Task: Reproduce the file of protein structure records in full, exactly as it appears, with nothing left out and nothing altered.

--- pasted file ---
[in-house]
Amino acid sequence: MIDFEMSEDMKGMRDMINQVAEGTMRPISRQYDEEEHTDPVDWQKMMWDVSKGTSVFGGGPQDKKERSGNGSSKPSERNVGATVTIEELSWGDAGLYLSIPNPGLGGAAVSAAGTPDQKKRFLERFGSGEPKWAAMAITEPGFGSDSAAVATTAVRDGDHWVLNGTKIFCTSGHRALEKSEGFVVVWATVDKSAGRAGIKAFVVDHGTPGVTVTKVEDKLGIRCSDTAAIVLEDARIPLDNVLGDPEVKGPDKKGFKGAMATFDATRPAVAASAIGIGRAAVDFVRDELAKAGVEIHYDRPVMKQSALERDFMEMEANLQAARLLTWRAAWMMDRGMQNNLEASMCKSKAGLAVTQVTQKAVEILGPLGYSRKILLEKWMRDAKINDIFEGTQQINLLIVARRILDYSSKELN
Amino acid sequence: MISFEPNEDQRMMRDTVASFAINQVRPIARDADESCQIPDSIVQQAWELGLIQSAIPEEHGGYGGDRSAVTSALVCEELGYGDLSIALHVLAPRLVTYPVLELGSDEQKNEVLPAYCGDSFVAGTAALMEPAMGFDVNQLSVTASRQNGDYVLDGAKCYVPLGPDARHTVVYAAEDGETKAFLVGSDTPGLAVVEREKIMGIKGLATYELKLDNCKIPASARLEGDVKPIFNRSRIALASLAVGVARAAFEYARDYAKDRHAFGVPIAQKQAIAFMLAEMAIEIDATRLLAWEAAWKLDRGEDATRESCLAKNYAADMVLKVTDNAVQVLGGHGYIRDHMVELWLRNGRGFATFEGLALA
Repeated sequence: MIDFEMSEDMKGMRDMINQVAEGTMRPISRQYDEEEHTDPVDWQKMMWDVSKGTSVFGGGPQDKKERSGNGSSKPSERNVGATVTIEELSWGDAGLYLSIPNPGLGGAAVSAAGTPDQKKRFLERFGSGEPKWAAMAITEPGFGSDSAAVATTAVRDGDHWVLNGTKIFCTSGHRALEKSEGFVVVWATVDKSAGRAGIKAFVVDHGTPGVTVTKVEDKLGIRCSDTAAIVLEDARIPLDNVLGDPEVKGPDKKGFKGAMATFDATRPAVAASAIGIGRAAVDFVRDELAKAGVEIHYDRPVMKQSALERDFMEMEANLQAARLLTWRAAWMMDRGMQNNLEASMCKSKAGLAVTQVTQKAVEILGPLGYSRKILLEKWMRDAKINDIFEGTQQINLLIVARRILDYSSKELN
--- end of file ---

[in-house]
Amino acid sequence: MIDFEMSEDMKGMRDMINQVAEGTMRPISRQYDEEEHTDPVDWQKMMWDVSKGTSVFGGGPQDKKERSGNGSSKPSERNVGATVTIEELSWGDAGLYLSIPNPGLGGAAVSAAGTPDQKKRFLERFGSGEPKWAAMAITEPGFGSDSAAVATTAVRDGDHWVLNGTKIFCTSGHRALEKSEGFVVVWATVDKSAGRAGIKAFVVDHGTPGVTVTKVEDKLGIRCSDTAAIVLEDARIPLDNVLGDPEVKGPDKKGFKGAMATFDATRPAVAASAIGIGRAAVDFVRDELAKAGVEIHYDRPVMKQSALERDFMEMEANLQAARLLTWRAAWMMDRGMQNNLEASMCKSKAGLAVTQVTQKAVEILGPLGYSRKILLEKWMRDAKINDIFEGTQQINLLIVARRILDYSSKELN
Amino acid sequence: MISFEPNEDQRMMRDTVASFAINQVRPIARDADESCQIPDSIVQQAWELGLIQSAIPEEHGGYGGDRSAVTSALVCEELGYGDLSIALHVLAPRLVTYPVLELGSDEQKNEVLPAYCGDSFVAGTAALMEPAMGFDVNQLSVTASRQNGDYVLDGAKCYVPLGPDARHTVVYAAEDGETKAFLVGSDTPGLAVVEREKIMGIKGLATYELKLDNCKIPASARLEGDVKPIFNRSRIALASLAVGVARAAFEYARDYAKDRHAFGVPIAQKQAIAFMLAEMAIEIDATRLLAWEAAWKLDRGEDATRESCLAKNYAADMVLKVTDNAVQVLGGHGYIRDHMVELWLRNGRGFATFEGLALA
Repeated sequence: MIDFEMSEDMKGMRDMINQVAEGTMRPISRQYDEEEHTDPVDWQKMMWDVSKGTSVFGGGPQDKKERSGNGSSKPSERNVGATVTIEELSWGDAGLYLSIPNPGLGGAAVSAAGTPDQKKRFLERFGSGEPKWAAMAITEPGFGSDSAAVATTAVRDGDHWVLNGTKIFCTSGHRALEKSEGFVVVWATVDKSAGRAGIKAFVVDHGTPGVTVTKVEDKLGIRCSDTAAIVLEDARIPLDNVLGDPEVKGPDKKGFKGAMATFDATRPAVAASAIGIGRAAVDFVRDELAKAGVEIHYDRPVMKQSALERDFMEMEANLQAARLLTWRAAWMMDRGMQNNLEASMCKSKAGLAVTQVTQKAVEILGPLGYSRKILLEKWMRDAKINDIFEGTQQINLLIVARRILDYSSKELN